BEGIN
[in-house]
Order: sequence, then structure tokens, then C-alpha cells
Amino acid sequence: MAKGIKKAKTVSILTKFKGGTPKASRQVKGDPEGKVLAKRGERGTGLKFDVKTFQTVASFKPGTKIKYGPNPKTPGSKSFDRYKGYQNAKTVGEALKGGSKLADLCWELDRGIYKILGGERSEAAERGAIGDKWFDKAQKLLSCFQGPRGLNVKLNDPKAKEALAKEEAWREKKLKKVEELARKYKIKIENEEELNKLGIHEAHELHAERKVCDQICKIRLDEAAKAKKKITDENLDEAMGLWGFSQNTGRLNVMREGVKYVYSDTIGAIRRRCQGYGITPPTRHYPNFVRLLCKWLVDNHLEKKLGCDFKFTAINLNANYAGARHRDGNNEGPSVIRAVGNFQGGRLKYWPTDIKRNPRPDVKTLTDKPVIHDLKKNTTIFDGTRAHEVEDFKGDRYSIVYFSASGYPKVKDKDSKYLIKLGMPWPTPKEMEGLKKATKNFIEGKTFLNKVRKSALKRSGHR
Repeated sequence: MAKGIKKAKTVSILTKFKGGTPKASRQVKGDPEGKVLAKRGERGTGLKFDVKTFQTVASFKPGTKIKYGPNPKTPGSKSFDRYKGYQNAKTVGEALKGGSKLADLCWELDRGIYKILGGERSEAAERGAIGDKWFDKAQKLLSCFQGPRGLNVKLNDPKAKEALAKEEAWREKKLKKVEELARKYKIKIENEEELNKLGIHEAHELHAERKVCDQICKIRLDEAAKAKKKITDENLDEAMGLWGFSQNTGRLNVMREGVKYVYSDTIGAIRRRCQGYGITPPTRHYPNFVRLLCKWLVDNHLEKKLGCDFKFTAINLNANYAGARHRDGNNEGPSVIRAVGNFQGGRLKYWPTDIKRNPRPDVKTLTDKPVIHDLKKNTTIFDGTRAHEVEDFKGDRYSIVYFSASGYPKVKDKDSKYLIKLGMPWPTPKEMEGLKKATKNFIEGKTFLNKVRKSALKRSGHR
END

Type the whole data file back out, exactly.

[in-house]
Order: sequence, then structure tokens, then C-alpha cells
Amino acid sequence: MAKGIKKAKTVSILTKFKGGTPKASRQVKGDPEGKVLAKRGERGTGLKFDVKTFQTVASFKPGTKIKYGPNPKTPGSKSFDRYKGYQNAKTVGEALKGGSKLADLCWELDRGIYKILGGERSEAAERGAIGDKWFDKAQKLLSCFQGPRGLNVKLNDPKAKEALAKEEAWREKKLKKVEELARKYKIKIENEEELNKLGIHEAHELHAERKVCDQICKIRLDEAAKAKKKITDENLDEAMGLWGFSQNTGRLNVMREGVKYVYSDTIGAIRRRCQGYGITPPTRHYPNFVRLLCKWLVDNHLEKKLGCDFKFTAINLNANYAGARHRDGNNEGPSVIRAVGNFQGGRLKYWPTDIKRNPRPDVKTLTDKPVIHDLKKNTTIFDGTRAHEVEDFKGDRYSIVYFSASGYPKVKDKDSKYLIKLGMPWPTPKEMEGLKKATKNFIEGKTFLNKVRKSALKRSGHR
Repeated sequence: MAKGIKKAKTVSILTKFKGGTPKASRQVKGDPEGKVLAKRGERGTGLKFDVKTFQTVASFKPGTKIKYGPNPKTPGSKSFDRYKGYQNAKTVGEALKGGSKLADLCWELDRGIYKILGGERSEAAERGAIGDKWFDKAQKLLSCFQGPRGLNVKLNDPKAKEALAKEEAWREKKLKKVEELARKYKIKIENEEELNKLGIHEAHELHAERKVCDQICKIRLDEAAKAKKKITDENLDEAMGLWGFSQNTGRLNVMREGVKYVYSDTIGAIRRRCQGYGITPPTRHYPNFVRLLCKWLVDNHLEKKLGCDFKFTAINLNANYAGARHRDGNNEGPSVIRAVGNFQGGRLKYWPTDIKRNPRPDVKTLTDKPVIHDLKKNTTIFDGTRAHEVEDFKGDRYSIVYFSASGYPKVKDKDSKYLIKLGMPWPTPKEMEGLKKATKNFIEGKTFLNKVRKSALKRSGHR